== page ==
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Why NYC Marathon Fixture Dave Obelkevich, 73, Won’t Stop Running

Dave Obelkevich has run the NYC Marathon every year since 1974 and holds the longest streak in the history of the event.

Originally published on on Nov. 1, 2016.

On Sunday morning, Dave Obelkevich will pull on a white T-shirt that declares he has finished every New York City Marathon since 1976 and slip into his bright South African flag shorts.

He’ll pin some business cards to the inside of his hat, make certain his entry number is affixed to his shirt and head out the door of his Upper West Side apartment to make his way to Staten Island where the race starts.

“It’s his favorite party of the year,” says his wife, Lin Dominguez. “He wouldn’t miss it.”

Even among some 50,000 starters, Obelkevich will stand out from the crowd. The yellow, green, red, white and blue shorts help, of course, but it’s more than that.

At 73, he’s a running, smiling, storytelling link to the days when the NYC Marathon consisted of four-plus loops through Central Park, fewer than 260 finishers and a smattering of spectators.

Obelkevich, a trim 5-foot-8, 145-pound retired high school music teacher, has been finishing NYC Marathons since before defending champions Stanley Biwott and Mary Keitany were born.

Obelkevich completed his first in 1974. He had to drop out of the 1975 race but has finished every one held since. (Hurricane Sandy wiped out the 2012 race.) The soon-to-be-40-year streak is the longest in the history of the event, which began in 1970.

For years, Obelkevich didn’t realize he had a streak. The annual 26.2-mile race was just something he did with many of his friends from the Millrose Athletic Association.

“I didn’t even think of not doing it,” he says. “You know, you tie your shoes in the morning, you brush your teeth and you do the marathon.”

Plus, his hometown marathon was just one of many events he ran each year. He has raced in 65 other marathons and more than 200 ultramarathons around the globe.

Now he says the streak is something special, to be savored and continued for as long as possible. It’s an annual celebration of his beloved sport and city. It’s also another opportunity to make friends.

As he runs through the city’s five boroughs, he strikes up conversations with those running alongside him. Often he’ll reach up, pull a card from his hat and hand it to his new friend so they can stay in touch.

“Many years ago I heard about a high school track coach,” Obelkevich says. “He told his boys, ‘I don’t care if you come back from a meet and tell me you won every race you were in. If you didn’t make at least two new friends, consider yourself a failure.’ I’d never heard that before, but I think there’s a lot of truth in that.”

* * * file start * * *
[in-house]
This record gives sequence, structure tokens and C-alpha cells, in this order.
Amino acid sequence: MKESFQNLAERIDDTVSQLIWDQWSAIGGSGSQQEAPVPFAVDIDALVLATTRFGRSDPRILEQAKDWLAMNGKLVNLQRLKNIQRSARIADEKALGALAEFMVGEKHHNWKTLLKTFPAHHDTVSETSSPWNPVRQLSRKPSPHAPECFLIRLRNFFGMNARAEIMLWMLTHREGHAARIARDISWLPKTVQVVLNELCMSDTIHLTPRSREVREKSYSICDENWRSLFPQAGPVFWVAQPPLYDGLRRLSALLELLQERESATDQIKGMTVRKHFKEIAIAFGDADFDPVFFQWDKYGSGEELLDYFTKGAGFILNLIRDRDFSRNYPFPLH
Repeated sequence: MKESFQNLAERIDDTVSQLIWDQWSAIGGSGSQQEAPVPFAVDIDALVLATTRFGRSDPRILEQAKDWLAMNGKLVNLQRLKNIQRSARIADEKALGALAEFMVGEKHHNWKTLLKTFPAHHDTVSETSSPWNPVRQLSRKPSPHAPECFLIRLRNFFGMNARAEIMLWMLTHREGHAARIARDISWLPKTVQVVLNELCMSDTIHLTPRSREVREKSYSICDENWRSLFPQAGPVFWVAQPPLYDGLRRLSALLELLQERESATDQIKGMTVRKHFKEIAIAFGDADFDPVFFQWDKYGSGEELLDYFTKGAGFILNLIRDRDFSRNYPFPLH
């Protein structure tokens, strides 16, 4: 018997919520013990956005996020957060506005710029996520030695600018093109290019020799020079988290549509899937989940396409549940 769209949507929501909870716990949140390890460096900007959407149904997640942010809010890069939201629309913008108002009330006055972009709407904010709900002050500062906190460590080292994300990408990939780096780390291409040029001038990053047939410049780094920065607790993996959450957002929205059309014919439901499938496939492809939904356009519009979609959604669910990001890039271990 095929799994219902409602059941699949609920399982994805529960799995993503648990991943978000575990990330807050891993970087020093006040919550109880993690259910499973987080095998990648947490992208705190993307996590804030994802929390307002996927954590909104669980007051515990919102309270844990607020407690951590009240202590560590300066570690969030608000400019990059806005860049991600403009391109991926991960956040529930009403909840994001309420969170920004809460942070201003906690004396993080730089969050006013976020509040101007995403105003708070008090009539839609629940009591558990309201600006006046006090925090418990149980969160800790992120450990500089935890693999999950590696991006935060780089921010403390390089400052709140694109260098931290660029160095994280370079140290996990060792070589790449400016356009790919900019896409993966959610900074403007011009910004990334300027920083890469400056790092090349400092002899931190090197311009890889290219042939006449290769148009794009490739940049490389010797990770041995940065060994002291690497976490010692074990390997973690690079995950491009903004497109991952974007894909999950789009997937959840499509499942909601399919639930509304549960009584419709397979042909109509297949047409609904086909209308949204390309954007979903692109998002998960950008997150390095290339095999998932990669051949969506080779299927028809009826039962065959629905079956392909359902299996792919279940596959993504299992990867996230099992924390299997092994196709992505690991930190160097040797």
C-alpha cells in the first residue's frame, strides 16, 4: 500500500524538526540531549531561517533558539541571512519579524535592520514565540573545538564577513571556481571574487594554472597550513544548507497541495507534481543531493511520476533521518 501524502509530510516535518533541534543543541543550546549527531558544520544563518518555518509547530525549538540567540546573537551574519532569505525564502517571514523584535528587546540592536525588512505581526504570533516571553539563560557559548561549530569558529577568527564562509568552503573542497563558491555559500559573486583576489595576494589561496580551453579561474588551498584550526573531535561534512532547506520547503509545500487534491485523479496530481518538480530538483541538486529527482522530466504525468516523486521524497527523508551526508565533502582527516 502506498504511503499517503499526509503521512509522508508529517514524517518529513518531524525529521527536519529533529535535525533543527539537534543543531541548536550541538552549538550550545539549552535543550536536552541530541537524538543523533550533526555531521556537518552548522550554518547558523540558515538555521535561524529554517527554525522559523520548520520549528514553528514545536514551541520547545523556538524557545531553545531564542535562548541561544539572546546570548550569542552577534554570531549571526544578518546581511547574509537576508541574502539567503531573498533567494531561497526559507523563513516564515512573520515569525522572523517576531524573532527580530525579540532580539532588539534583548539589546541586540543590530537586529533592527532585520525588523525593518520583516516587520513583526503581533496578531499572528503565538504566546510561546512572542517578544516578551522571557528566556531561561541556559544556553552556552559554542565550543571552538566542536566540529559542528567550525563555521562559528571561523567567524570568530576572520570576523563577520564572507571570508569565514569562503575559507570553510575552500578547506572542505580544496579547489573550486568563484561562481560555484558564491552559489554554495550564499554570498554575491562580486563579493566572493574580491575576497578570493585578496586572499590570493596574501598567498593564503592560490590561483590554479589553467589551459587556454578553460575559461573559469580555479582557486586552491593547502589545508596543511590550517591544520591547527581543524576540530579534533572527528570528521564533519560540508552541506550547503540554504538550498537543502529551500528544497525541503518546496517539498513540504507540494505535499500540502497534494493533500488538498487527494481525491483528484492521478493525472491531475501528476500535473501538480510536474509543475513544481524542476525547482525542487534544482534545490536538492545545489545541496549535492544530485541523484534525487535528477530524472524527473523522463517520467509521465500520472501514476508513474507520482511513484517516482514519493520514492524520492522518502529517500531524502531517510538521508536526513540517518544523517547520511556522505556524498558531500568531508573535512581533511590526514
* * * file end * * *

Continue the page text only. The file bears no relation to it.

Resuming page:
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Starting with one loop

Obelkevich first ran in the NYC Marathon in 1973. He didn’t officially enter but decided to go to Central Park to jump in. He figured if the runners could do four-plus loops of the park, he could do one.

“So I waited until I thought I could keep up with the runners, and I ran one loop of the park, which is 6 miles,” he says. “It took like 43 minutes. Then I went home.”

In 1974 he entered for the first time and finished in 4 hours, 20 minutes. That year, about half the runners dropped out because of the weather on a hot and rainy September day.

“I was just very stubborn,” he says.

He surprised himself by finishing, because he didn’t know how to train.

“I ran 6 miles a week,” he says, laughing. “I ran every Sunday.”

In 1975, the last time the event was contained to Central Park, Obelkevich began feeling dizzy late in the race. He lay down to rest and got back up three times. When he had to stop a fourth time with just 3 miles to go, friend and race director Fred Lebow drove by.

“I said, ‘Hey, Fred, give me a ride,'” Obelkevich recalls. “He should have said, ‘Hell no, Dave!’ But he said, ‘Get in.’ So I could have walked those last 3 miles and had 41 finishes in a row.”

In 1976, the course expanded through the city’s five boroughs. Obelkevich recalls running through parts of the city that he had never seen, although he had lived in the city since 1961. Staten Island, the Verrazano-Narrows Bridge and parts of the Bronx, Brooklyn and Queens and even the east side of Manhattan were new to him. At one point, he recalls the runners being directed to a path along the river.

“You would see three or four people per mile,” he says. “Most of them were drunks wondering, ‘What the hell is going on?'”